Can we move along now to our so-called “Prayer over the gifts” for this week? This was in the ancient Veronese or “Leonine” Sacramentary for July, though not in a pre-Conciliar Missale Romanum.
SUPER OBLATA (2002MR):
Deus, qui mysteriorum tuorum
dignanter operaris effectus,
ut sacris apta muneribus fiant nostra servitia.
Let’s try cracking the tricky nut of plural servitia (from servitium) first by hammering it with our hefty Lewis & Short Latin Dictionary. The noun servitium concerns the condition of being a servant or slave (“servitude”). Concretely it means “a body of servants, the class of slaves.” In this prayer we find plural nostra servitia. L&S tells us that Livy (2, 10, 8) uses the plural servitia for “servants as individuals” as if it were servi, “slaves.” While helpful, this doesn’t get us where we need to go, since the Latin then sounds like we are about to sacrifice the choir members… which… on second thought…. But, no. As nutty as those songs they make us listen to might be, we can’t very well do that, can we. Whacking the shell of servitium with the weighty book of Christian Latin Blaise/Chirat gets us to the meat of the word. Under servitium, Blaise/Chirat cites this very prayer! Servitia means the service rendered by the ministers of the cult, of the liturgical worship. In saying “our services” the priest is talking about his own actions at the altar. Servitia is a cultic word, not a social justice term.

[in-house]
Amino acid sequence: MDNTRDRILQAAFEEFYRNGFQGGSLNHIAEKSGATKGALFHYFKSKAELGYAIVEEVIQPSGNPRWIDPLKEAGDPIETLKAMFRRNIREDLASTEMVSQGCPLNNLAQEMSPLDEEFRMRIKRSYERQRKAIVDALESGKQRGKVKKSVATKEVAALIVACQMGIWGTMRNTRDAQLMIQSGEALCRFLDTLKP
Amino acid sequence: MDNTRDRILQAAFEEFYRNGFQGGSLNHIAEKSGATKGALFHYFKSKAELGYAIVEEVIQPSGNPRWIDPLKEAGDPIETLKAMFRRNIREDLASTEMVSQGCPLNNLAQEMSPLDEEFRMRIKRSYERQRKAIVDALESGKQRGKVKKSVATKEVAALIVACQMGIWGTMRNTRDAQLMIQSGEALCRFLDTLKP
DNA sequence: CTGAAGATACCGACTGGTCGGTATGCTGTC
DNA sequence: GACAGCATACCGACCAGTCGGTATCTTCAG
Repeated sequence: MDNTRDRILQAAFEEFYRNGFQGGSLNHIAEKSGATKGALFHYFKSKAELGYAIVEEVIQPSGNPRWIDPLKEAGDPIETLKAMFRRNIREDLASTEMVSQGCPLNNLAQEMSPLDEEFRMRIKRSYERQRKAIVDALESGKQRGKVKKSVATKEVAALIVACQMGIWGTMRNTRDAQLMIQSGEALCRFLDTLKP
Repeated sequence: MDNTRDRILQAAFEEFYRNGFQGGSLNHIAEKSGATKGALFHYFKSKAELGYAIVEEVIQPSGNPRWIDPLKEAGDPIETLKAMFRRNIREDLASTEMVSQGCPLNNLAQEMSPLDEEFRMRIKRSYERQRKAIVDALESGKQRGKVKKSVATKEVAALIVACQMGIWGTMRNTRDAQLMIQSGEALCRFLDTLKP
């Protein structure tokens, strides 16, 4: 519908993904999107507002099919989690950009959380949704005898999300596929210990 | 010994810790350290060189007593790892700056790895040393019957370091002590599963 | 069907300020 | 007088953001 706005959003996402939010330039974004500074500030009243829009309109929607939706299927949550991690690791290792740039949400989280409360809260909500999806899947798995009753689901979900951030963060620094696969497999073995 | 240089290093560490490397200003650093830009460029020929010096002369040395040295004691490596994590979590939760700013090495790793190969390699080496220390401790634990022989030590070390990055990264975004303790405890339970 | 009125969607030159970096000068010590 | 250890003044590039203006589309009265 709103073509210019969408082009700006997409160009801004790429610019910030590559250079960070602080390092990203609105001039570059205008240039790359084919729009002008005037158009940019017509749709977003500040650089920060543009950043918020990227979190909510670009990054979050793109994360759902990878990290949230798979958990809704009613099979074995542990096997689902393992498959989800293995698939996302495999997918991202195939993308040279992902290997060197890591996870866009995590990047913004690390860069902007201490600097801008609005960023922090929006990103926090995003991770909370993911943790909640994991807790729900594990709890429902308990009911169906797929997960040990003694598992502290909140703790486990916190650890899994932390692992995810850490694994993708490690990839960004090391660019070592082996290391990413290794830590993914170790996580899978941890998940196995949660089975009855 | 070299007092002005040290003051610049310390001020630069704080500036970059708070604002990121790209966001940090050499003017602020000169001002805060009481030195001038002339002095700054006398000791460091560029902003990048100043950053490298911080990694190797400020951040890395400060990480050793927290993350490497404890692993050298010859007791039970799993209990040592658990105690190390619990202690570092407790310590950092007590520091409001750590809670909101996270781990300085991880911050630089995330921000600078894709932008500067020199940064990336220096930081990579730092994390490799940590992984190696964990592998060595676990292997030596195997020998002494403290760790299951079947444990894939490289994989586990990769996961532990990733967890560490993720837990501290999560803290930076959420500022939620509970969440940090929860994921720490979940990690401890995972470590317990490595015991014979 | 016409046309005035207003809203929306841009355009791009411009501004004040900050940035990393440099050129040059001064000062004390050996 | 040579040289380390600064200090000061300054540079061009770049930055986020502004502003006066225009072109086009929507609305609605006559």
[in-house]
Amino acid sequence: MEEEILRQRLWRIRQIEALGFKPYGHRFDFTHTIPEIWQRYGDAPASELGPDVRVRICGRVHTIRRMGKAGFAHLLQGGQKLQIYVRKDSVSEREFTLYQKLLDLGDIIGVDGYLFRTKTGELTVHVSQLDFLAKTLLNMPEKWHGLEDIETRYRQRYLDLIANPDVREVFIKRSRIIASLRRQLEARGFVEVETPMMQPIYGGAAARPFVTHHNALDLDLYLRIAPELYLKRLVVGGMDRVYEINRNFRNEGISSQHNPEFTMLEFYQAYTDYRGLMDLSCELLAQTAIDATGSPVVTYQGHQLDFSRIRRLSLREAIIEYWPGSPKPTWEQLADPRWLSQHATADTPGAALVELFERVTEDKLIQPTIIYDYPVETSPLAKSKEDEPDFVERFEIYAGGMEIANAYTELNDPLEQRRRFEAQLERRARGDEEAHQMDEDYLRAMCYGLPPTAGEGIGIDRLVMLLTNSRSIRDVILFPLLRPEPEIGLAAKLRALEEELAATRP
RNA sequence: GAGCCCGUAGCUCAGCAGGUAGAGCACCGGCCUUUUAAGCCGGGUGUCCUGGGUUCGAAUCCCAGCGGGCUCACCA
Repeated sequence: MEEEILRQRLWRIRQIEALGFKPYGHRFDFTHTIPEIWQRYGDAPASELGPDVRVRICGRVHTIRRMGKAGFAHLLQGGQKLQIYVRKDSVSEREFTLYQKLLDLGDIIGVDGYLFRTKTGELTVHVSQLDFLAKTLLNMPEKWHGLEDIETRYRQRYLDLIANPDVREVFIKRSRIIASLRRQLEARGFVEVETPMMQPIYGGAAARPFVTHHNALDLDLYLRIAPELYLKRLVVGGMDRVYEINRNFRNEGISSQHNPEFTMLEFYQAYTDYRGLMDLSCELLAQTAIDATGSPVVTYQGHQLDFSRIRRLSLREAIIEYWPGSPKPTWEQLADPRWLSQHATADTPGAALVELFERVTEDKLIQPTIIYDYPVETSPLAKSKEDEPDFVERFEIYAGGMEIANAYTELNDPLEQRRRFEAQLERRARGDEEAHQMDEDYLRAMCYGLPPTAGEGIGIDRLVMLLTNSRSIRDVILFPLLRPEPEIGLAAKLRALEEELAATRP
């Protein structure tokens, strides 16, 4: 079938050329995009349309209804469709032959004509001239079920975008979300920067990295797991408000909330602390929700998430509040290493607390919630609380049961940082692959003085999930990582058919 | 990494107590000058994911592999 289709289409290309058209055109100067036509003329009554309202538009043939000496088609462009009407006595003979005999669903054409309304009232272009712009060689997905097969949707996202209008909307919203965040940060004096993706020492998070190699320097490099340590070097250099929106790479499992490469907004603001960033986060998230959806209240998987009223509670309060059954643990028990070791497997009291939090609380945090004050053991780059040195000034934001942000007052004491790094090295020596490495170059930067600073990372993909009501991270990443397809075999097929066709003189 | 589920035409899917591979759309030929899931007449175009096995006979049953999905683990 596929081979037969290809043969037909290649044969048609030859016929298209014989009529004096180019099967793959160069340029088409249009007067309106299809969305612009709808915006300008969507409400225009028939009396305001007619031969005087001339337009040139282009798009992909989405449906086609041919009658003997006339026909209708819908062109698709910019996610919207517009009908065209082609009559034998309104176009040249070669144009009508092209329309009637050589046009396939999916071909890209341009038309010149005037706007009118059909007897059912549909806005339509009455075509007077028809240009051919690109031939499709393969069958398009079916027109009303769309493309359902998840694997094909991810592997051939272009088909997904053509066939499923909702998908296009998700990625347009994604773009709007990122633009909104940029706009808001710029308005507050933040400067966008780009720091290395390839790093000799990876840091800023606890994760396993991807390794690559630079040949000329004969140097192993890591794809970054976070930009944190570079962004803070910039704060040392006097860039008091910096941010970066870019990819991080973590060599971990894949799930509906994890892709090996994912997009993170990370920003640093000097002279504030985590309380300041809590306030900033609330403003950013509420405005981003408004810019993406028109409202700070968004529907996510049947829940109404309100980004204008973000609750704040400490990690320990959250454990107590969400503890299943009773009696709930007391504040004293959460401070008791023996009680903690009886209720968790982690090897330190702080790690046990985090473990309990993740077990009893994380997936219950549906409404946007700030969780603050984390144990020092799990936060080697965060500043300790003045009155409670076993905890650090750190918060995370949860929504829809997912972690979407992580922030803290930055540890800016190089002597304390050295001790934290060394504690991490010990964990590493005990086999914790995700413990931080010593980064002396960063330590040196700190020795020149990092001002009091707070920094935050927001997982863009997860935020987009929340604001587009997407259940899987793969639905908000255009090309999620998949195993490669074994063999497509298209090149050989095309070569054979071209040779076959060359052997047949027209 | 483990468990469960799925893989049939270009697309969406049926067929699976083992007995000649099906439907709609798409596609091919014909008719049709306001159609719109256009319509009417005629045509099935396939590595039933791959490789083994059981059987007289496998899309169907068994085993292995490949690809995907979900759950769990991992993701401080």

O God, who do favorably work the effects
of Your sacraments,
grant, we beseech You,
that our cultic acts may be made suitable for these sacred gifts.
ICEL (1973 translation of the 1970MR):
through your sacraments
you give us the power of your grace.
May this eucharist
help us to serve you faithfully.